Heartland is making hemp fiber the go-to high-performance carbon-negative additive in plastic manufacturing. We spent 5 minutes with Heartland CEO and founder Jesse Henry on how his company is changing the plastic, manufacturing, and industrial hemp industries.
Compared to conventional plastics, hemp-filled resins are stronger, lighter, cheaper, and more sustainable. The US plastics industry emits 232 megatons of greenhouse gases per year, meaning that sustainable, high-performance solutions like hemp can make or break environmental targets. Sustainability mandates at large manufacturers are driving carbon footprint reduction targets. Heartlands hemp additives are easy, drop-in solutions for companies that manufacture with large amounts of plastic.
Although hemp’s material properties are well known, nobody has managed to scale production. Heartland’s team is trying to change this by setting up America’s first-ever industrial hemp supply chain. After 2022, Heartland estimates that it will be able to process more than 100, 000, 000 pounds of hemp additives. They believe that manufacturers will switch to sustainable high-performance materials if a reliable supply chain offers cost-competitive products.
Heartland also prides itself on its Made-In-America ethos. All stages of its cultivation and manufacturing occur in the US. Jesse thinks that hemp materials represent an exciting merger between American farming and American manufacturing. Heartland is working with some of America’s largest manufacturers to lead the movement toward green materials.
Please give us an overview of your products and why your customers use them.
Our products are hemp powders and pellets that we sell to plastic compounders. For product development, we frequently work with OEMs (Original Equipment Manufacturers), and the manufacturers that support them.
Our customers use these products for dozens of reasons. But, most notably, all of our customers have sustainability mandates to reduce their carbon footprint by a certain percentage over the next 5-10 years. To effectively reduce the carbon footprint of a manufacturing operation, there needs to be a reliable supply chain of high-performance carbon-negative raw materials. Heartland gives manufacturers a path to exceed their sustainability mandates without compromising strength, weight, or price. We call this ‘sustainability without compromise.’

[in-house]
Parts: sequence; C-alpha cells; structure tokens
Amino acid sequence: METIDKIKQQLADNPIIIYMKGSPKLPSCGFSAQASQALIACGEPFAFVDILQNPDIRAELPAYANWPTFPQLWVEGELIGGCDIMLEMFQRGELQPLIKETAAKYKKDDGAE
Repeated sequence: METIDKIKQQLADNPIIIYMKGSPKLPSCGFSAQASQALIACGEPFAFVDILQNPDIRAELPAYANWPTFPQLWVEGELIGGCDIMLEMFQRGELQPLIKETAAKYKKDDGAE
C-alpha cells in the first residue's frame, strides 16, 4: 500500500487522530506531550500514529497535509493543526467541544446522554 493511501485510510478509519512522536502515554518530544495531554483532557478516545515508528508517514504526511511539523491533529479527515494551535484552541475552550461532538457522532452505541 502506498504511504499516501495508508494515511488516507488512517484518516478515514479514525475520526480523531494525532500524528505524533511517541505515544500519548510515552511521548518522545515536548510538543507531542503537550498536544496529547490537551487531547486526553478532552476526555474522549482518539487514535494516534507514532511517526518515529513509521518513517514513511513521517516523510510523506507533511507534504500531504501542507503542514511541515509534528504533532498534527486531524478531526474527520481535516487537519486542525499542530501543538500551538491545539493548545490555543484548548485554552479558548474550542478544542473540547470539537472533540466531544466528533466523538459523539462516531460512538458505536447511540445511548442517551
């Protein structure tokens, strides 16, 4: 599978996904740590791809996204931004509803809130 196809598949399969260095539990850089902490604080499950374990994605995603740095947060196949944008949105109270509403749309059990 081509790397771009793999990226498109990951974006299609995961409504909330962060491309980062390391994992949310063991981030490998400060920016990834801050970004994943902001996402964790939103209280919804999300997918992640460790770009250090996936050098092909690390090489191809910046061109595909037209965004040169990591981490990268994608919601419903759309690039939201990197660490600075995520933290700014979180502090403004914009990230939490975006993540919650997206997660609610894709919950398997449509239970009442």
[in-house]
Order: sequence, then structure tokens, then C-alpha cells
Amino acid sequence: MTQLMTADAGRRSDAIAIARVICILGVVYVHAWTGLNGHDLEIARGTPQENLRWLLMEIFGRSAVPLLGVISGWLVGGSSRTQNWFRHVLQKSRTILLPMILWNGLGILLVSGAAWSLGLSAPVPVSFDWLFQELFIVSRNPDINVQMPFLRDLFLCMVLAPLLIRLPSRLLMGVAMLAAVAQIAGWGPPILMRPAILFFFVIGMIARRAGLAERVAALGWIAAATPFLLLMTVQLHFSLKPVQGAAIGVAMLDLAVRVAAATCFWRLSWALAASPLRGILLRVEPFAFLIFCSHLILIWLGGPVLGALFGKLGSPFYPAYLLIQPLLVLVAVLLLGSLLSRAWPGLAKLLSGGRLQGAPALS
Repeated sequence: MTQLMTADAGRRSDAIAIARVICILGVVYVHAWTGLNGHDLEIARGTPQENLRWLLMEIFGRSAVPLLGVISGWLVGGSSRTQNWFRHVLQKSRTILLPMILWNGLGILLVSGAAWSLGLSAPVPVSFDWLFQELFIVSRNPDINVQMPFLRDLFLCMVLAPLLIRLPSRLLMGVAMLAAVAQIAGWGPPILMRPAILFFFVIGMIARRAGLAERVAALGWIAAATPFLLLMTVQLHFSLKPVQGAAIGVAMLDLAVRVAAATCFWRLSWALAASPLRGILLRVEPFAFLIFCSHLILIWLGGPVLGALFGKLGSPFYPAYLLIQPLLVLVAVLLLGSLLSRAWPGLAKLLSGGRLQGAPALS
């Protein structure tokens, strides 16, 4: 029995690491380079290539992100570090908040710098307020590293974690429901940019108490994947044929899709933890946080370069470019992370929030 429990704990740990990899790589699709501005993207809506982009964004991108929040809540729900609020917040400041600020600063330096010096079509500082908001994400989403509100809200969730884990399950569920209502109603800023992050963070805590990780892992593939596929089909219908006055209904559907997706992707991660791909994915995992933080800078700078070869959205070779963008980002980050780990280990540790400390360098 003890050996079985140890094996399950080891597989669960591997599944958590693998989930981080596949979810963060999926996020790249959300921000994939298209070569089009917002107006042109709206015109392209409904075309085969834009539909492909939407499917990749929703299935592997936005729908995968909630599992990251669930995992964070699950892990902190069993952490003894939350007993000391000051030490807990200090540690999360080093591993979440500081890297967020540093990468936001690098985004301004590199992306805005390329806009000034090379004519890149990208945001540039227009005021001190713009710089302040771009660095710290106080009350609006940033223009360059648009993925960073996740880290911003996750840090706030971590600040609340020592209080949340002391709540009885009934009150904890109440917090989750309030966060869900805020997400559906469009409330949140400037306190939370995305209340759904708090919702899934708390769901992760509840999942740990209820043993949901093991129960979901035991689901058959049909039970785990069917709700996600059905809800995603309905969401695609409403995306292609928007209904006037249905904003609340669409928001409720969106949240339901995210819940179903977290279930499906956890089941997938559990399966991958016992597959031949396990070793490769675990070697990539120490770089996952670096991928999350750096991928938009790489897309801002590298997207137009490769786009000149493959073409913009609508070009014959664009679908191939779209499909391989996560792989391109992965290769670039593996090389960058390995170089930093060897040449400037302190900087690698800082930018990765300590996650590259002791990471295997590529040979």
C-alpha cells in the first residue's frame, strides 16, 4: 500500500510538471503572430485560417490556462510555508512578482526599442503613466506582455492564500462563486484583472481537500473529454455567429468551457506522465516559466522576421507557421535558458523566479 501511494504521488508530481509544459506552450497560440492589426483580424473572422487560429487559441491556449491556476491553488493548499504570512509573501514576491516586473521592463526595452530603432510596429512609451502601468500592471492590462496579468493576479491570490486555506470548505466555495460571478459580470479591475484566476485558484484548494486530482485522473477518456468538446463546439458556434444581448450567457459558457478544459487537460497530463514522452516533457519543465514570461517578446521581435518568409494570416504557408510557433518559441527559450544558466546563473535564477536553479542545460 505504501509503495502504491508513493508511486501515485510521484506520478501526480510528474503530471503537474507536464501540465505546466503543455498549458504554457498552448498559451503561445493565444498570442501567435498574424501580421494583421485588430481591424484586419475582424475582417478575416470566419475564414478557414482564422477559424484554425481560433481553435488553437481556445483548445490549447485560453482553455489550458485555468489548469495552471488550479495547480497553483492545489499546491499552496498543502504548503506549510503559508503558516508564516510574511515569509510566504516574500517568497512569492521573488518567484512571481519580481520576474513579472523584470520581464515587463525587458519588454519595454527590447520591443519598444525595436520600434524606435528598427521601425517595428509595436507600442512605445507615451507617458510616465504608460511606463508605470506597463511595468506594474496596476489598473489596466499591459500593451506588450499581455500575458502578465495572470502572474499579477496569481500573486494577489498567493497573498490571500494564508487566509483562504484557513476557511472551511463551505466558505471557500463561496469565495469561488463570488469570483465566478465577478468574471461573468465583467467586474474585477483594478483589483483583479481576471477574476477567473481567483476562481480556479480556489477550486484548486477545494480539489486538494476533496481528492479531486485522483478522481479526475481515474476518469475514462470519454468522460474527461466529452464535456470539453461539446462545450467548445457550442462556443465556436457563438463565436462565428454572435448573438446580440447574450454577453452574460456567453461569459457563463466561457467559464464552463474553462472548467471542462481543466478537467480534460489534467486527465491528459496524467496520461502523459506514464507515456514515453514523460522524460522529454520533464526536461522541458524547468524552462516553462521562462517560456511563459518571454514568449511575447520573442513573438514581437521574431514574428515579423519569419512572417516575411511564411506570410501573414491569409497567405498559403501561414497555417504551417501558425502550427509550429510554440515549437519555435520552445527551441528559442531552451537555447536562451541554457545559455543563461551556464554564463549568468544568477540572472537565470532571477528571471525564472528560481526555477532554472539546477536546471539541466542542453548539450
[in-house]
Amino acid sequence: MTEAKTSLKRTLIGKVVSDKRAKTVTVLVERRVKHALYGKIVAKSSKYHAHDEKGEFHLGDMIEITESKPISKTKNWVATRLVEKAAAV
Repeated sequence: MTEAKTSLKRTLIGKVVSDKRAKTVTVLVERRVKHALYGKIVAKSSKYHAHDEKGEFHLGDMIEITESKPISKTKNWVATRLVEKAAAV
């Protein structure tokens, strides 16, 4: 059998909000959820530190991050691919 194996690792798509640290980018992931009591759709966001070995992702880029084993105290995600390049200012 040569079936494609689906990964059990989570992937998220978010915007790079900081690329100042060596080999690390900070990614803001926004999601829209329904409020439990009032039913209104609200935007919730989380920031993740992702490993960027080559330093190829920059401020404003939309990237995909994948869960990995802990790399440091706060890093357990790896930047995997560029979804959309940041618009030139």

What, in your opinion, are the biggest misconceptions about biomaterials like hemp?
There are tons of misconceptions about biomaterials and hemp. Here are just a few.
● Biomaterials do not have a place in manufacturing supply chains.
● Mined and synthetic materials are the only supply chains that can support the needs of manufacturing.
● There is a cost compromise when transitioning to biomaterials.
● There‘s no proof that these materials work.
Hemp has been proven to be a really strong natural fiber over the past 10,000 years. A strong team of people just needs to step up and build a reliable supply chain.
What makes your business unique within the hemp industry?
Heartland specifically focuses on engineering hemp as an additive to polymers (plastics, rubbers, and foams). We don’t play in hempcrete, animal bedding, textiles, or any of the other markets. At least, not today.
We solve problems for compounders and manufacturers that use a lot of polymers. This means that Heartland turns away or refers a lot of its inbound leads that are looking for hemp-based solutions outside our scope.
Part of our thesis is: ‘if you try to be everything to everyone, you end up becoming nothing to no one.’ There are too many people in the hemp industry who will try to fulfill any contract they can get their hands on. The world doesn’t need more hemp companies like this.
The ‘everything to everyone’ methodology creates a transactional sales environment. This creates an organization of ‘order takers’ that are willing to shift their processes to be able to take any hemp contract.
We’re focused on engineering hemp as an additive. Today, that’s for plastic, rubber, and foam. We already have projects underway that expand the applications of our hemp additives into other raw materials. Our process focuses on data-driven product development and marketing initiatives that make our position in the market unreplicable.